Europe has rewarded British historian Tony Judt for his study of how the continent recovered from the horrors of World War Two. “Apres Guerre” or “Postwar” won the European Book Prize at a ceremony in Brussels, although medical reasons kept the author himself in New York. “The question people ask is not ‘tell us about Europe’s problems’ but ‘tell us how the Europeans did it.’ Explain to us, particularly if I’m speaking about my book, how Europe overcame its past,” Judt said.
The immense work – it is nearly 900 pages long – takes the devastation left in post-war Europe as its starting point. Explaining what happened from there was a difficult task, as Judt recognises:“The problem with writing a history of Europe, of course, is that it is never possible to do it justice and very easy to miss the appropiate level of comprehension.”
But the European Union’s foreign policy chief believes Judt has got it right. Guest of honour on the 60th anniversary of the UN Declaration of Human Rights, Javier Solana said: “If anyone wants to know what happened on this continent after the Second World, they have to read this book.”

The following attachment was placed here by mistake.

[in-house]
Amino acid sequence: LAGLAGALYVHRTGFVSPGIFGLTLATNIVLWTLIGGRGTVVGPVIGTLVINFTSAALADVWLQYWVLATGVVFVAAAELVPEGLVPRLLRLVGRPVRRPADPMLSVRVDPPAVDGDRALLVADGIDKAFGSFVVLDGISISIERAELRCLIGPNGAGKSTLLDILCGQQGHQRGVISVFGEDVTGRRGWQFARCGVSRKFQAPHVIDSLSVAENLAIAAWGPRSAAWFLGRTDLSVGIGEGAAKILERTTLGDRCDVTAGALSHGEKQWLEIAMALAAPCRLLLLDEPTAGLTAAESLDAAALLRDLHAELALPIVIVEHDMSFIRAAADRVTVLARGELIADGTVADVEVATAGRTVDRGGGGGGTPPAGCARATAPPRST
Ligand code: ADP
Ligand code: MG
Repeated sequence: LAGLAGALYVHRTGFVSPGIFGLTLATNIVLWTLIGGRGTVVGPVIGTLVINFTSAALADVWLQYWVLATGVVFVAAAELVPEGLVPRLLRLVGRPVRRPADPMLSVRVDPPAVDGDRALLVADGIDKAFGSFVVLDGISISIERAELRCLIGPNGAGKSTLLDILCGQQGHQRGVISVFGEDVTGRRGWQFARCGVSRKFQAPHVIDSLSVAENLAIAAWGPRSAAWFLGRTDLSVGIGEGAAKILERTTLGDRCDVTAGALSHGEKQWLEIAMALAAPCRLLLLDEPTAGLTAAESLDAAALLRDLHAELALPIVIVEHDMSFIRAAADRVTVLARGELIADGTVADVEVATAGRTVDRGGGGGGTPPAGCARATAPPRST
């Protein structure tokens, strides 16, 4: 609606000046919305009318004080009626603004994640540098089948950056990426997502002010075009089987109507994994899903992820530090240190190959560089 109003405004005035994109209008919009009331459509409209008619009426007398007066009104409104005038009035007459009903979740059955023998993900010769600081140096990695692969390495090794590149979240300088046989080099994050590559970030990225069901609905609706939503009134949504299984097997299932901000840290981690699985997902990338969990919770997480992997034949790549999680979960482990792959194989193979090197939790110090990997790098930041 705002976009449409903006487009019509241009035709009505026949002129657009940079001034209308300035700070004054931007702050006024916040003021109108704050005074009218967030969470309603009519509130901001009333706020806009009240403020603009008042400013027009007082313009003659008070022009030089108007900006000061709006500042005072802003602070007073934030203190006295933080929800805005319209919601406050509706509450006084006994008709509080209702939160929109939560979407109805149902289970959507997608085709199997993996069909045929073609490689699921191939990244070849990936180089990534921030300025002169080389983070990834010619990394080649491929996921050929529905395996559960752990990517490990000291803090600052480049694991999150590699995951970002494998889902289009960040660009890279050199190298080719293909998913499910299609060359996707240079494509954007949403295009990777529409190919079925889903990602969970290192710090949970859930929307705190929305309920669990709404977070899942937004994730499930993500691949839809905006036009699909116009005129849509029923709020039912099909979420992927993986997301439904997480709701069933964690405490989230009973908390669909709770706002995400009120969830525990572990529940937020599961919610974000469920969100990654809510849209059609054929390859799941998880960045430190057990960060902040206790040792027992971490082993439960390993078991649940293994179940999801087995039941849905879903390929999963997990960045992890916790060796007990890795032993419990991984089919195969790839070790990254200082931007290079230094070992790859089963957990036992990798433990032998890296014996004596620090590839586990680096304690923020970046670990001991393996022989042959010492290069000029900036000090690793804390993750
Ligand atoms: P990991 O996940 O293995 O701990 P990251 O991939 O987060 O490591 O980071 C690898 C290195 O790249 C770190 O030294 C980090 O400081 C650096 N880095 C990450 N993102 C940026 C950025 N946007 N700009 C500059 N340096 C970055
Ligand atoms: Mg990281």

The prize seeks to contribute to European citizens’ better understanding of the EU. Hence a hint of mischief from last year’s winner, the former Belgian Prime Minister Guy Verhofstadt. He suggested “Postwar” be given to the people of Ireland so that they, perhaps, vote “yes” in any future referendum on the bloc’s Lisbon Treaty.